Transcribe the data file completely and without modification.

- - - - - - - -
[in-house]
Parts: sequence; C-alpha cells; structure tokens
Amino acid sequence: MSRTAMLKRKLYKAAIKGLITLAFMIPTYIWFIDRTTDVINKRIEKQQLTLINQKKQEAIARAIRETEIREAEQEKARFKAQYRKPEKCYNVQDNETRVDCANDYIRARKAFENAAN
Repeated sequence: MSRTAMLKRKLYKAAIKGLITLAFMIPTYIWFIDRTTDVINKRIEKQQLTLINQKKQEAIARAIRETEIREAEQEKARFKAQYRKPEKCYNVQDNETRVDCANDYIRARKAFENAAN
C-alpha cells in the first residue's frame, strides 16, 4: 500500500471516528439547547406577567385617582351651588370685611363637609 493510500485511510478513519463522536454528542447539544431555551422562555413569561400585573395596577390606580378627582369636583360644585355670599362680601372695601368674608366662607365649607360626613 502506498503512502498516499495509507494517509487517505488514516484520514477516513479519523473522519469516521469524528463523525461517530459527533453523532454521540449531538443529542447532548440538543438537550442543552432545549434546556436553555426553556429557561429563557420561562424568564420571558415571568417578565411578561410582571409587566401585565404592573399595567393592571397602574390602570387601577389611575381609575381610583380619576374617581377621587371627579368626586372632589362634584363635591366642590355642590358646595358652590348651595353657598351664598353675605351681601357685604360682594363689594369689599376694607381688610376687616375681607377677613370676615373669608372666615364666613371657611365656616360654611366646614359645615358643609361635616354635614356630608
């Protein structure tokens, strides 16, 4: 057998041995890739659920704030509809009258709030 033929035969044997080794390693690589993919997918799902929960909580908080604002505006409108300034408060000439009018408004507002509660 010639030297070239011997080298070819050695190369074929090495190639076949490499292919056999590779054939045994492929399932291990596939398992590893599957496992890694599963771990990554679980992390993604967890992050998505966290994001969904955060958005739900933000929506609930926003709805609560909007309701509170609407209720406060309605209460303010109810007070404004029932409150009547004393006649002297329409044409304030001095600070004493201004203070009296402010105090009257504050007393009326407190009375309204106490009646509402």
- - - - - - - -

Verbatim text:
[in-house]
Parts: sequence; C-alpha cells; structure tokens
Amino acid sequence: MSRTAMLKRKLYKAAIKGLITLAFMIPTYIWFIDRTTDVINKRIEKQQLTLINQKKQEAIARAIRETEIREAEQEKARFKAQYRKPEKCYNVQDNETRVDCANDYIRARKAFENAAN
Repeated sequence: MSRTAMLKRKLYKAAIKGLITLAFMIPTYIWFIDRTTDVINKRIEKQQLTLINQKKQEAIARAIRETEIREAEQEKARFKAQYRKPEKCYNVQDNETRVDCANDYIRARKAFENAAN
C-alpha cells in the first residue's frame, strides 16, 4: 500500500471516528439547547406577567385617582351651588370685611363637609 493510500485511510478513519463522536454528542447539544431555551422562555413569561400585573395596577390606580378627582369636583360644585355670599362680601372695601368674608366662607365649607360626613 502506498503512502498516499495509507494517509487517505488514516484520514477516513479519523473522519469516521469524528463523525461517530459527533453523532454521540449531538443529542447532548440538543438537550442543552432545549434546556436553555426553556429557561429563557420561562424568564420571558415571568417578565411578561410582571409587566401585565404592573399595567393592571397602574390602570387601577389611575381609575381610583380619576374617581377621587371627579368626586372632589362634584363635591366642590355642590358646595358652590348651595353657598351664598353675605351681601357685604360682594363689594369689599376694607381688610376687616375681607377677613370676615373669608372666615364666613371657611365656616360654611366646614359645615358643609361635616354635614356630608
């Protein structure tokens, strides 16, 4: 057998041995890739659920704030509809009258709030 033929035969044997080794390693690589993919997918799902929960909580908080604002505006409108300034408060000439009018408004507002509660 010639030297070239011997080298070819050695190369074929090495190639076949490499292919056999590779054939045994492929399932291990596939398992590893599957496992890694599963771990990554679980992390993604967890992050998505966290994001969904955060958005739900933000929506609930926003709805609560909007309701509170609407209720406060309605209460303010109810007070404004029932409150009547004393006649002297329409044409304030001095600070004493201004203070009296402010105090009257504050007393009326407190009375309204106490009646509402």